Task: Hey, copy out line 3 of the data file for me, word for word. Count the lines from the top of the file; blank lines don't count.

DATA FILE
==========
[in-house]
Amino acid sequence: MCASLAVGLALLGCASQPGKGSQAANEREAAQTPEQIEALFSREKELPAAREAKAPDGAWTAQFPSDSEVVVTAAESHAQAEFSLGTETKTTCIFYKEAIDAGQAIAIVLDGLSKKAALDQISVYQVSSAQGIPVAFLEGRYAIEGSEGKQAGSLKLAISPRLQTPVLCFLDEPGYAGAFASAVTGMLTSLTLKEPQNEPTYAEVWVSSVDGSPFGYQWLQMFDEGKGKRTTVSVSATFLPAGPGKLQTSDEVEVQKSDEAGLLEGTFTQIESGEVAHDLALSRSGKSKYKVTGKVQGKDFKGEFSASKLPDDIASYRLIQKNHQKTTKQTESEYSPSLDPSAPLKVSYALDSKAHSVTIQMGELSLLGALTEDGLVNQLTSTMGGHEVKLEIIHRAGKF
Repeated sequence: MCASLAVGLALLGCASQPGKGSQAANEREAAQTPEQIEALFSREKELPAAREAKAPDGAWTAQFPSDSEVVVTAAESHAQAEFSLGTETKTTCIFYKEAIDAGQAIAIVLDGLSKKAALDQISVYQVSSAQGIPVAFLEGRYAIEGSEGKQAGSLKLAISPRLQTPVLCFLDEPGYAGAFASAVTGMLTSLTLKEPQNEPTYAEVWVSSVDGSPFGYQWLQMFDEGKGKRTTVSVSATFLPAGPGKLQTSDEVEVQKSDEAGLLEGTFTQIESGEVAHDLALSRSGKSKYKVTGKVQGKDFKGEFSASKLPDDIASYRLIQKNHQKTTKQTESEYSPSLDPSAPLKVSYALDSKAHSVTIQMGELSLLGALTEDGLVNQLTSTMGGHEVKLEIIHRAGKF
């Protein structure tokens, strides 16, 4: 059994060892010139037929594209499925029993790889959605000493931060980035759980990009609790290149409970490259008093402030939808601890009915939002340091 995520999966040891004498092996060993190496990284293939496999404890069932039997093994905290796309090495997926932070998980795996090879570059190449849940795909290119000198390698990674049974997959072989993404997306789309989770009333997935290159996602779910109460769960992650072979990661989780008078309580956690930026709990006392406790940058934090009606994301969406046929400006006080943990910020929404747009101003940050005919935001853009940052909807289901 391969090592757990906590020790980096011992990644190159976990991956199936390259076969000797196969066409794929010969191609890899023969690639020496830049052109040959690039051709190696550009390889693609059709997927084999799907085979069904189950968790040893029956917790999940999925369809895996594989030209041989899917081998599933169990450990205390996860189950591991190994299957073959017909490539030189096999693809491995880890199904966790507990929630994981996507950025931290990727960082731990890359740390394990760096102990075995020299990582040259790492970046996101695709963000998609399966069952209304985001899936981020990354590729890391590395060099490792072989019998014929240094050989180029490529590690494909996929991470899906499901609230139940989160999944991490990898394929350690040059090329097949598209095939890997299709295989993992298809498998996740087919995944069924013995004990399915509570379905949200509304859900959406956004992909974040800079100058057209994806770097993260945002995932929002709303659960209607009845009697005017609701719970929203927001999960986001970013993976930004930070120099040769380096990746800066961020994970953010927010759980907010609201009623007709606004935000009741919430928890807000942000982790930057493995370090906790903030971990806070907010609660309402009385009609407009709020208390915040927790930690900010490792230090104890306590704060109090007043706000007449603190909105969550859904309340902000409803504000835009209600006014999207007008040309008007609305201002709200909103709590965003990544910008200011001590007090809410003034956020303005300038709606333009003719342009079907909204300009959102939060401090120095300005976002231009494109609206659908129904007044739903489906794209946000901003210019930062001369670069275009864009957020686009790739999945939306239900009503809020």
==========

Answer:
Repeated sequence: MCASLAVGLALLGCASQPGKGSQAANEREAAQTPEQIEALFSREKELPAAREAKAPDGAWTAQFPSDSEVVVTAAESHAQAEFSLGTETKTTCIFYKEAIDAGQAIAIVLDGLSKKAALDQISVYQVSSAQGIPVAFLEGRYAIEGSEGKQAGSLKLAISPRLQTPVLCFLDEPGYAGAFASAVTGMLTSLTLKEPQNEPTYAEVWVSSVDGSPFGYQWLQMFDEGKGKRTTVSVSATFLPAGPGKLQTSDEVEVQKSDEAGLLEGTFTQIESGEVAHDLALSRSGKSKYKVTGKVQGKDFKGEFSASKLPDDIASYRLIQKNHQKTTKQTESEYSPSLDPSAPLKVSYALDSKAHSVTIQMGELSLLGALTEDGLVNQLTSTMGGHEVKLEIIHRAGKF